DECUs? That's SO legacy. Now we have what I refer to as "LMNOPECUs." Disclaimer: IKE might have a more accurate nomenclature in his post.
 

Beans

*1. Loins... GIRD
pilot
Well, the current setup for T700s, with an HMU and whatever computer you've strapped on it, is like taking a modern automobile engine control (circa 90's is what I mean by modern) and using it to control a carburetor. So you can optimize the carburetor's performance, but it's still a carb, and not fuel injection.
 

IKE

Nerd Whirler
pilot
Is it even possible to develop a turbo shaft that doesn't degrade at high altitude?

My education says I should know this but it's been awhile. I know there are types of jet engines that are optimized for high altitude performance but they suffer at low altitude. Same thing for piston engines; it's hard to develop an all around performing engine due to the changing properties of air.
It's also hard, I imagine, to meet arbitrary specs. The most fuel-efficient operating point for a typical engine is in the higher ranges of Ng (N1). This is why singling up gives you better range (and why -53 dudes I've asked hate that their leadership won't let them shut down #3 in flight).

If you build an engine that puts out enough power to hover at 6k ft and 95 °F, it probably sucks down too much fuel at SL and 59 °F. All of this can get better with fancier engines (more moving parts and more complicated engine control), but in the end, any engine has a single "design operating point."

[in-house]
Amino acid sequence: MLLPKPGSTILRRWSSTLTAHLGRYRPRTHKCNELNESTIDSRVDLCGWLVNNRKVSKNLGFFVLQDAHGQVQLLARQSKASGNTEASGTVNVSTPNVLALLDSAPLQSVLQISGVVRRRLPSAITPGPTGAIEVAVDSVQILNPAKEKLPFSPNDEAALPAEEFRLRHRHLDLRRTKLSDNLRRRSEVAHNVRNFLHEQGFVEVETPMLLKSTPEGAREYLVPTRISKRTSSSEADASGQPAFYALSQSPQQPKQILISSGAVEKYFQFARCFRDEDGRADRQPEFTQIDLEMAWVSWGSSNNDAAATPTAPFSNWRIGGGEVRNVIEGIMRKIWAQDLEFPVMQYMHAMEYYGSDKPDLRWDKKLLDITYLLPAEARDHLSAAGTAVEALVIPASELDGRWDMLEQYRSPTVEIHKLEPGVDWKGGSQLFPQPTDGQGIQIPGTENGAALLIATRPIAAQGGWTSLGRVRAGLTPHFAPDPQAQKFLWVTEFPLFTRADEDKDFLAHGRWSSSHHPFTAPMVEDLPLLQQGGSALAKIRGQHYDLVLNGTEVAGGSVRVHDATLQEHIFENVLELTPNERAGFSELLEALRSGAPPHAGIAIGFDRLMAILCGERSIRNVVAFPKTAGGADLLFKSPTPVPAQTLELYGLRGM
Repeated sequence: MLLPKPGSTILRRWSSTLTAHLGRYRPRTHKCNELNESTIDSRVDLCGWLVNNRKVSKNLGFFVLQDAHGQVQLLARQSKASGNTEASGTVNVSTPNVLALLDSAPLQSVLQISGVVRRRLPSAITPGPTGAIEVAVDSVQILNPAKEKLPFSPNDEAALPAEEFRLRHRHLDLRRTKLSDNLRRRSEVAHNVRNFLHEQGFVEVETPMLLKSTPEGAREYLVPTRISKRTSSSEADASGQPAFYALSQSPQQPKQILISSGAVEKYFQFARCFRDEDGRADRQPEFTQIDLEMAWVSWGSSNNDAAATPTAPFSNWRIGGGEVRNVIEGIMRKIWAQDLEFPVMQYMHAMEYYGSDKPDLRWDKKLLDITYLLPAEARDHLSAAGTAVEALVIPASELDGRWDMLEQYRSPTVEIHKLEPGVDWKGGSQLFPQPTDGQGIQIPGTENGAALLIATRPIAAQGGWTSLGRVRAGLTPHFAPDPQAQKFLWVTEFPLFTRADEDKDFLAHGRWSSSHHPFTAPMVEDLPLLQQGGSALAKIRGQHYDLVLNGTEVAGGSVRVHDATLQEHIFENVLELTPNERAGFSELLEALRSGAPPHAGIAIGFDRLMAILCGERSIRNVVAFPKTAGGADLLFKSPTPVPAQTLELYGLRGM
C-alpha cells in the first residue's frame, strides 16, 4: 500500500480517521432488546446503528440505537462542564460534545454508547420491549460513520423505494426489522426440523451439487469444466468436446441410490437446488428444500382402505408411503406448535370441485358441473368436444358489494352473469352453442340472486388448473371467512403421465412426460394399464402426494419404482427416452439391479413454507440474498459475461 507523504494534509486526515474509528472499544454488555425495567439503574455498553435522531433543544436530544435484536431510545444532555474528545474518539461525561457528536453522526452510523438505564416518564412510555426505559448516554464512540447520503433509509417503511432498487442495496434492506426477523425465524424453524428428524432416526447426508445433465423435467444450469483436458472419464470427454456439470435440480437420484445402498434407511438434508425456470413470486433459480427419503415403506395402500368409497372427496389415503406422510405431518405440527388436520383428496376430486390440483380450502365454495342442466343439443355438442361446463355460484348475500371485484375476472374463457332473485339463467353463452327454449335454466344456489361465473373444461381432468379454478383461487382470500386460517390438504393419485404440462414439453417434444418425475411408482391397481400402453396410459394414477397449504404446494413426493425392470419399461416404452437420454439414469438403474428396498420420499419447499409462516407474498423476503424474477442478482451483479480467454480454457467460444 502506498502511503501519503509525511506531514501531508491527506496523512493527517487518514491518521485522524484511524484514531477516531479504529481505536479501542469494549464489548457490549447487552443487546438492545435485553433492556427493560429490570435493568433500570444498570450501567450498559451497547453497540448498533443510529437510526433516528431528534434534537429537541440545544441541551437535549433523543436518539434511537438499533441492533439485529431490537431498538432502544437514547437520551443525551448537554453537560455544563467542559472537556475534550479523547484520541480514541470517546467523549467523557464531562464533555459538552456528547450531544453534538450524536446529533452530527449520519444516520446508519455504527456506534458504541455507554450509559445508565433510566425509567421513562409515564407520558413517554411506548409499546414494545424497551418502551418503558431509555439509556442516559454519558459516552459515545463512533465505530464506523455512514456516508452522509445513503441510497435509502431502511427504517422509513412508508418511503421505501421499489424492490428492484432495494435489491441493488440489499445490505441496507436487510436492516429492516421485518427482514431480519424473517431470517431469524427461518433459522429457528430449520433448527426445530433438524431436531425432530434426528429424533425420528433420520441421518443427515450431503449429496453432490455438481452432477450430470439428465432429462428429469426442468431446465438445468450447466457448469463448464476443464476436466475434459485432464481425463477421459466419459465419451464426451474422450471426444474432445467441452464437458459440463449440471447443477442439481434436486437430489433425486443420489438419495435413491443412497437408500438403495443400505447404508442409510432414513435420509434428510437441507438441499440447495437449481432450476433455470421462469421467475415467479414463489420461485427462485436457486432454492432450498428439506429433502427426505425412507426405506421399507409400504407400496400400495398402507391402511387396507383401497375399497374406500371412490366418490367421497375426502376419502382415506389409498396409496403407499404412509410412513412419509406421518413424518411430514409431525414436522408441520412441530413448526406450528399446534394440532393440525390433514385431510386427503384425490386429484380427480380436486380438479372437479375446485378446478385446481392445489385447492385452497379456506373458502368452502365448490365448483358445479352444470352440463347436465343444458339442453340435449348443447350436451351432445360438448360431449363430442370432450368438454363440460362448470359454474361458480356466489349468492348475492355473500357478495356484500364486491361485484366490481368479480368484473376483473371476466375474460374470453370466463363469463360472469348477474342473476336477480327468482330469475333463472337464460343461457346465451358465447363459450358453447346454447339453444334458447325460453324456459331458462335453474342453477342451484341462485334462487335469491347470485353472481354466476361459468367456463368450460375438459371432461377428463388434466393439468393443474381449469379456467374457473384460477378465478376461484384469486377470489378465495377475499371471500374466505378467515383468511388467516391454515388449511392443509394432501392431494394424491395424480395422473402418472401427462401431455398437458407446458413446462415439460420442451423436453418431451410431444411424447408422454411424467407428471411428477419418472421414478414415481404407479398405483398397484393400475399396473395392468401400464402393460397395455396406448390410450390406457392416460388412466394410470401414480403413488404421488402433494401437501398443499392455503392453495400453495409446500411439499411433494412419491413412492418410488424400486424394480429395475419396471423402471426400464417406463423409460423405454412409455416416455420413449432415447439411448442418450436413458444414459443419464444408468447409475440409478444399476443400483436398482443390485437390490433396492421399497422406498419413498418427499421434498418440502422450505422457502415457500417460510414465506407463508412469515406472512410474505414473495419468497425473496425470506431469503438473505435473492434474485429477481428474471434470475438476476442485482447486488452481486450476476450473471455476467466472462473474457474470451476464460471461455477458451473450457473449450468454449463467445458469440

Randy Daytona

Cold War Relic
pilot
Super Moderator
Another interesting development if no one else has seen it pertaining to the Bell 212 (Twin Huey)

The Eagle conversion for the Bell 212 - basically pull out both P&W PT-6's and the C-Box and install a single, much bigger engine. T-53 Engine HP rating is 1800 at sea level, transmission rating (at takeoff power) is 1290 HP.

http://www.eaglecopters.com/pdf/Eagle Single Certs/Brochure_SINGLE.pdf

I was thinking about this and the only thing I can think of is maybe if you actively control the compressor vanes then you could optimize the intake for higher PA. But as others mention, I think we're also talking about better rotor blades being just as necessary as better engines also (?).
I am sure they are working on that. As it stands, every blade design is a compromise between hover performance and forward flight. NASA may be able to change that for us - I will leave this for the test pilots here to expound upon.

http://www.nasa.gov/topics/aeronautics/features/smart_rotor.html